From Back Row to Black Belt
I grew up overweight; of the five children in my family I was “the fat one”. My mother repeatedly begged me to lose weight, but as a child I did not have any control over what was served. As my parents were both from the deep South, every meal included multiple dishes, and all the vegetables were fried or boiled with pork fat. Teased and isolated, I became a loner, and turned to food for comfort as soon as I got home from school. My after-school routine was eating a half box of cereal in front of the TV, watching cartoons until dinner was served.
I met my future husband on the bus in high school, and we were married seven years later. When we found out we were going to have a baby, we bought a house in the country. The neighborhood was remote, and again I was isolated. Food became my friend and my hobby. I went back to work and began eating huge carry-out lunches every day. I ended up at 246 pounds and a size 22, and stayed in this range until I was 45 years old. I was lucky in that I remained relatively healthy, never sharing in my parents’ high blood pressure problems, but I imagine they were lurking in my future. Perhaps, if that had happened, I would have realized sooner how bad things really were.
I tried to go on short bike rides and hikes with my son’s Boy Scout troop, but more than once I gave up halfway through and had to call someone to come and get me. I gave up on all the things I would have liked to do in life, being fearful of failure and embarrassment, and hating myself for being so weak that I couldn’t control who I was. I dreamed of being a person who hiked and ran and did martial arts but believed I couldn’t because I was so big and could never change. I was on the back row, watching my life go by without me.
One morning, I woke up and realized that I had had enough. If I wanted to be that person I was dreaming of being, all I had to do was start living the way that person would live, doing the things that person would do, eating the things that person would eat, making the choices that person would make. My first move was to sign up for karate lessons. The first night the sensei asked us to do 20 situps; I couldn’t do one. That was the moment that reality hit, the truth that there would be some work involved, but I had already decided that I was done with failure and quitting.
The next day, I joined the YMCA and started taking beginner group fitness classes. The first few were excruciating — I didn’t think I would make it through the hour. I would run to the bathroom in the middle of class just because I was afraid that if I didn’t take a break I would be carried out on a stretcher. However, somewhere inside I found the resolve to keep going. I also began a very simple eating plan that was part of a Bible study, and the structure as well as the self-examination that was associated with it made me understand where my bad eating habits had come from, and that I could change them. It was six weeks before the first pound came off, and the only thing that kept me going was reminding myself that I was doing everything right, and that I couldn’t possibly be the only human that this wouldn’t work for. The first time I looked down at the scale and it showed 2 pounds lost, I fully expected it to be back on the next day. However, when it finally began, the weight loss proceeded rapidly. Within eight months I was down 50 pounds, and had switched to the most difficult classes I could find at the Y, while also continuing my karate training.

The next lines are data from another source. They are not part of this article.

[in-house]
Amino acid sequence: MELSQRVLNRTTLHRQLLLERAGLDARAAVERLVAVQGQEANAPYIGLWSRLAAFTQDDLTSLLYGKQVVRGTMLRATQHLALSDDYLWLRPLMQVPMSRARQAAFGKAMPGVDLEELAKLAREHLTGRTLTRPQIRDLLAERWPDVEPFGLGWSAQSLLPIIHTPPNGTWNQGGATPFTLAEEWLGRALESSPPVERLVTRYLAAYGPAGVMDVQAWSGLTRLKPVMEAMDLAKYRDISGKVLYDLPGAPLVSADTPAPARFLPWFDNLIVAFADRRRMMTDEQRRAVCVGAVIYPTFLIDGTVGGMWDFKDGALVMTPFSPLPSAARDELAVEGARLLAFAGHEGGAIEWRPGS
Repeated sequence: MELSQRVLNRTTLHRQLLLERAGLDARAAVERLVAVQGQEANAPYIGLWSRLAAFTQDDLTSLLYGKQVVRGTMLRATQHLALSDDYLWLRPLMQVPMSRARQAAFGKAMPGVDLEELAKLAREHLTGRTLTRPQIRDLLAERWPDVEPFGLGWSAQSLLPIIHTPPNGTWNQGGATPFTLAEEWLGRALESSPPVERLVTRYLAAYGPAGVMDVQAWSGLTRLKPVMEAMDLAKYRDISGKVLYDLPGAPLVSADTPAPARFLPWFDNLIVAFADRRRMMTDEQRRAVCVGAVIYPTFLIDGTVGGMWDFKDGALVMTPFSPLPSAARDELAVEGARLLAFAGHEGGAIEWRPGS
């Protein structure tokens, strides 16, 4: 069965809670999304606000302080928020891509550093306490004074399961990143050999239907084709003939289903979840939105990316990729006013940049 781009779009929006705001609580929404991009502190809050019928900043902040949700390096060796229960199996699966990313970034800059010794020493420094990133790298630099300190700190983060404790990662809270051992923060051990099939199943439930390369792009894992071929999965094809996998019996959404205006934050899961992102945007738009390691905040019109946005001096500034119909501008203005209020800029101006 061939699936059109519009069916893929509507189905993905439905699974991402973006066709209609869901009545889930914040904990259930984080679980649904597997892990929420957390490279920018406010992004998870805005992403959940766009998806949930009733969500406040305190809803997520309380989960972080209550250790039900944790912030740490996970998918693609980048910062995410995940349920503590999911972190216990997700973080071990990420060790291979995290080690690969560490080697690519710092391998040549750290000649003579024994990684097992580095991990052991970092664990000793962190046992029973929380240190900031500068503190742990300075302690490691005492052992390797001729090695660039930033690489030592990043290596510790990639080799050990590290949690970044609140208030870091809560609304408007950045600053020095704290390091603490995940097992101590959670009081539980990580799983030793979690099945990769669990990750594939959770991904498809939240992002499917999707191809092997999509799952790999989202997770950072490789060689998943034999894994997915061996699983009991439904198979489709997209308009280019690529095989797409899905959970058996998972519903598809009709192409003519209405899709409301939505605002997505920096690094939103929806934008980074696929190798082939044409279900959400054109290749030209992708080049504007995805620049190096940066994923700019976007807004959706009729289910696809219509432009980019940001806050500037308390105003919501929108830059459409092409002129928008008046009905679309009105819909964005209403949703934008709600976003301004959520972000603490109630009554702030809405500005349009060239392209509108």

At this point, even though I was still at 190 pounds, I had the self-confidence to approach the group fitness teacher and ask what I would need to do to become an instructor. She was so kind, supportive, and motivational — all she saw was the drive, not the weight, and I signed up for my first group fitness certification. Not long after that, I heard about Les Mills BodyCombat at another facility in town. Not knowing anything about how gyms work, I walked up to the front desk, introduced myself, and told the attendant that I wanted to be a BodyCombat instructor and asked who I would need to talk to. He set me up with the department manager, who agreed to sponsor me in my training even though I was not a member and had never even taken the class. Two weeks later, I was in a 3-day training that changed my life. I suppose it would be equivalent to running a marathon in its impact. I went back to my hotel room every night and cried, not because of what I was doing, but because of the years I had wasted in being too afraid to try. That training showed me how far I had come, and where it was possible for me to go. From that day forward, I lived with the idea that it was OK to be afraid, but not to let the fear keep me from participating in my own life. I went on 180 mile bike rides and 11 day backpacking trips, and even though they were tough, I had become tougher, stronger than the voices in my head that said “no”. For the first time in my life, I was living!
The rest is just a continuation of that journey. At 52 years old, I am now certified in, and am actively teaching, 7 Les Mills formats, have earned my black belt in Isshinryu karate, and have lost an additional 30 pounds. My latest challenge is earning my personal training certification. I am so fortunate in that my journey has given me a real understanding for those that find themselves where I was. I get to stand on a stage almost every day, leading people in exercise classes, giving them hope and encouragement, and helping them to step over the line of fear to see the great and amazing things that are on the other side!
Originally posted 2014-06-25 08:00:32. Republished by Blog Post Promoter